# [fpc-devel] Advantages of/alternatives for Inc (was: bug: Inc(v, i)/Dec(v, i))

Tom Verhoeff T.Verhoeff at tue.nl
Fri Jul 8 14:39:45 CEST 2005

```On Thu, Jul 07, 2005 at 07:47:03AM +0000, Vinzent Hoefler wrote:
>
> operators. So especially with the "added" overflow check I think, Inc
> and Dec are pretty useless functions, because the don't do anything you
> can't accomplish by using "+" or "-" unless you have
> very_long_and_complex_variable_names and want to save some typing work.

You suggest that it saves only typing, but it also simplifies optimization
in cases where the variable is compositite, because the address needs
to be calculated only once.  E.g. in one piece of code, I have
a 13-dimensional array of integers, and I do

Inc ( A[e1, e2, ..., e13] )

I don't know if modern compilers will properly optimize

A[e1, e2, ..., e13] := Succ ( A[e1, e2, ..., e13] )

Recalculation of the index expressions e1 through e13 can be avoided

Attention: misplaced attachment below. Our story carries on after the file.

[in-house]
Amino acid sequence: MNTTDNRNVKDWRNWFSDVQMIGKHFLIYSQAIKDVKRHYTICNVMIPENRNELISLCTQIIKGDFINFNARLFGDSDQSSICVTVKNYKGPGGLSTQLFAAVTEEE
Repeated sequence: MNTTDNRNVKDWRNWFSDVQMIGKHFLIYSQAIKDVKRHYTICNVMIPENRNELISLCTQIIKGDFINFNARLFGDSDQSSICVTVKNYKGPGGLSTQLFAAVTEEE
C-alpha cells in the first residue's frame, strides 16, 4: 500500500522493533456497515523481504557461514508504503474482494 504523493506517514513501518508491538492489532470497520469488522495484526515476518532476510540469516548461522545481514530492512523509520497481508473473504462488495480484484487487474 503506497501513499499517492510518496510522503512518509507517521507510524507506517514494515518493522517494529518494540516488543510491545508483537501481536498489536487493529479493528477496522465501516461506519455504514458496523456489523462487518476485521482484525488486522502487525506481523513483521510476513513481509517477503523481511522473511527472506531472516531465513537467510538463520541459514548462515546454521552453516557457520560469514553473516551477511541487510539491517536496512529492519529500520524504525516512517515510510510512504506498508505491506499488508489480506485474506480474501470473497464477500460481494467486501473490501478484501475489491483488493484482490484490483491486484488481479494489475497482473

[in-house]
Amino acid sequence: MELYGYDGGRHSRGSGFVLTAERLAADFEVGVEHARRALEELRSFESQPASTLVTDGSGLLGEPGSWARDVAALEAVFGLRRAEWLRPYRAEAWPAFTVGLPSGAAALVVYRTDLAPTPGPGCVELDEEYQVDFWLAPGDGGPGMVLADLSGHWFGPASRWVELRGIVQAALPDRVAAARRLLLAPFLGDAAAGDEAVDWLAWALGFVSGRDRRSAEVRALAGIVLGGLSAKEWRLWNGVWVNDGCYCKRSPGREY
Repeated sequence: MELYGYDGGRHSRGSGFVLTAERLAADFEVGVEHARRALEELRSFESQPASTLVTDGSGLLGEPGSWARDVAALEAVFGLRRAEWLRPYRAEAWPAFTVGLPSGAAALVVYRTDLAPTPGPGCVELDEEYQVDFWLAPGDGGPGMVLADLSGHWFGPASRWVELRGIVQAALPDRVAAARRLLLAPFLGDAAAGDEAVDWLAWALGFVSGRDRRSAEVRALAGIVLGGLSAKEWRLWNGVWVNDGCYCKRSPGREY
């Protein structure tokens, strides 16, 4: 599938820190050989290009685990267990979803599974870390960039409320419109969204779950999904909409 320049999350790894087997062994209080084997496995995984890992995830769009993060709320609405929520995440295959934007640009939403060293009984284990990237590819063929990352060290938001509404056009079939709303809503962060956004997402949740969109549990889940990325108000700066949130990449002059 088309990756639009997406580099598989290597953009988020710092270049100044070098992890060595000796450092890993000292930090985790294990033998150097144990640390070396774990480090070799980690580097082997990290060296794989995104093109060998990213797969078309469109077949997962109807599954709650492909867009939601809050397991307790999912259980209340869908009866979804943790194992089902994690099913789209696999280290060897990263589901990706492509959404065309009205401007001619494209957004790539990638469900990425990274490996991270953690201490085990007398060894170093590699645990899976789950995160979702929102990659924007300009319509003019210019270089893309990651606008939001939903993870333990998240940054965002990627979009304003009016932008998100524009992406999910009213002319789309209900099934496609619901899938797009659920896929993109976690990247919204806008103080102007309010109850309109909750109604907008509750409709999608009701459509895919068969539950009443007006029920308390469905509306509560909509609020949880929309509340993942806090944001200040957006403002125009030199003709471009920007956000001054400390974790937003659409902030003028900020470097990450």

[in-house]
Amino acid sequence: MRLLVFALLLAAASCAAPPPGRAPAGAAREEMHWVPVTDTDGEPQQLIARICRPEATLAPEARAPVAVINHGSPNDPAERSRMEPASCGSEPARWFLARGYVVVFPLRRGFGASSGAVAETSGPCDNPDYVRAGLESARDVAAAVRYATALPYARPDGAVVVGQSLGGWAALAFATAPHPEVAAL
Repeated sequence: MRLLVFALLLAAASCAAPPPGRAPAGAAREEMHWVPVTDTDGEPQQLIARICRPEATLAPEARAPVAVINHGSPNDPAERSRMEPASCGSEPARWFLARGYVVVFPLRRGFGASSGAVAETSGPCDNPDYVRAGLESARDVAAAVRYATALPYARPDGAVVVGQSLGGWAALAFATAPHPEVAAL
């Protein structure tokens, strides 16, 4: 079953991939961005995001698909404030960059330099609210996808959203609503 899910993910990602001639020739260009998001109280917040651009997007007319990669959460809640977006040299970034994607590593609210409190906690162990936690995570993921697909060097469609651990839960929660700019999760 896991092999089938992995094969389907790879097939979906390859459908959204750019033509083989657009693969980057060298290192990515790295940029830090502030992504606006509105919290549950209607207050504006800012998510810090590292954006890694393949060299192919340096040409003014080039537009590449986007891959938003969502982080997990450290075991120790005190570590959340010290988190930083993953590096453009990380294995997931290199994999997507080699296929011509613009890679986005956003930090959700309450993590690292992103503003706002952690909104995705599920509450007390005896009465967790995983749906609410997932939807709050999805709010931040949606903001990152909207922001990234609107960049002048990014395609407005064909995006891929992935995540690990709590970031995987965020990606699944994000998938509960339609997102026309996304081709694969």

by introducing auxiliary variables, but it is less straightforward
to avoid the recalculation of the address given the index values.

In fact, it would be nice to have a Self for arrays as well (as for
objects), where you could write

with A[e1, e2, ..., e13] do
Self := Succ ( Self )

because that would allow more general expressions to benefit from the
one-time address calculation.  (Of course, this is just a let/where
clause from functional programming).  For example,

with A[e1, e2, ..., e13] do
Self := Self * ( Self * ( Self + 1 ) + 2 ) + 3

What I sometimes resort to is

var A: array [ ... ] of record Self: Integer end;

with A[e1, e2, ..., e13] do
Self := Self * ( Self * ( Self + 1 ) + 2 ) + 3

But it is a pain to introduce such wrapping records explicitly,
because you need to change not only the variable's type, but also
all using occurrences of the variable.

Tom
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```